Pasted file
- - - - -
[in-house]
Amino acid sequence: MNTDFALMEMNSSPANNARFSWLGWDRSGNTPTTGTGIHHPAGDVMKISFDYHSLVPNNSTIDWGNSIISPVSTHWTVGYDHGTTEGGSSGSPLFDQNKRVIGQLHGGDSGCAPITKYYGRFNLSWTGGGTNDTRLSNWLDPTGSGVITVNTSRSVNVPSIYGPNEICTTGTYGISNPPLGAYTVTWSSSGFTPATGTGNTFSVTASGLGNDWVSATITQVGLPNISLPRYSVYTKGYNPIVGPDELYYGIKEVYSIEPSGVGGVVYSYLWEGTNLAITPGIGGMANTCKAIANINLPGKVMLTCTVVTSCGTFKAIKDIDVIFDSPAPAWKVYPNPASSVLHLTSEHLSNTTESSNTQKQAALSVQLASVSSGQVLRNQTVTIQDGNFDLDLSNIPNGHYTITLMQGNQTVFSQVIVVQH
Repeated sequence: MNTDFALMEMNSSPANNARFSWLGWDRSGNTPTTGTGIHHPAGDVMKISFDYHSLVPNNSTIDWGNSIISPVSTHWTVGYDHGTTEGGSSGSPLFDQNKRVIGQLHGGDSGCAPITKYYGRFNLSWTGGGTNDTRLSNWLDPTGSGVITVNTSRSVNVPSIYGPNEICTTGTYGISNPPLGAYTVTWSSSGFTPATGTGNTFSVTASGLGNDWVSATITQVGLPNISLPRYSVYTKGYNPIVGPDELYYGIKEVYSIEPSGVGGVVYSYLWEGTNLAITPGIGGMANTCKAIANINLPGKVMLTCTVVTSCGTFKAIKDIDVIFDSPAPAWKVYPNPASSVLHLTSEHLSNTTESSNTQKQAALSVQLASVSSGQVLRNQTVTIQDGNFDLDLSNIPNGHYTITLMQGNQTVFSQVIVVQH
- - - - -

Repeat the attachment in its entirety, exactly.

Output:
[in-house]
Amino acid sequence: MNTDFALMEMNSSPANNARFSWLGWDRSGNTPTTGTGIHHPAGDVMKISFDYHSLVPNNSTIDWGNSIISPVSTHWTVGYDHGTTEGGSSGSPLFDQNKRVIGQLHGGDSGCAPITKYYGRFNLSWTGGGTNDTRLSNWLDPTGSGVITVNTSRSVNVPSIYGPNEICTTGTYGISNPPLGAYTVTWSSSGFTPATGTGNTFSVTASGLGNDWVSATITQVGLPNISLPRYSVYTKGYNPIVGPDELYYGIKEVYSIEPSGVGGVVYSYLWEGTNLAITPGIGGMANTCKAIANINLPGKVMLTCTVVTSCGTFKAIKDIDVIFDSPAPAWKVYPNPASSVLHLTSEHLSNTTESSNTQKQAALSVQLASVSSGQVLRNQTVTIQDGNFDLDLSNIPNGHYTITLMQGNQTVFSQVIVVQH
Repeated sequence: MNTDFALMEMNSSPANNARFSWLGWDRSGNTPTTGTGIHHPAGDVMKISFDYHSLVPNNSTIDWGNSIISPVSTHWTVGYDHGTTEGGSSGSPLFDQNKRVIGQLHGGDSGCAPITKYYGRFNLSWTGGGTNDTRLSNWLDPTGSGVITVNTSRSVNVPSIYGPNEICTTGTYGISNPPLGAYTVTWSSSGFTPATGTGNTFSVTASGLGNDWVSATITQVGLPNISLPRYSVYTKGYNPIVGPDELYYGIKEVYSIEPSGVGGVVYSYLWEGTNLAITPGIGGMANTCKAIANINLPGKVMLTCTVVTSCGTFKAIKDIDVIFDSPAPAWKVYPNPASSVLHLTSEHLSNTTESSNTQKQAALSVQLASVSSGQVLRNQTVTIQDGNFDLDLSNIPNGHYTITLMQGNQTVFSQVIVVQH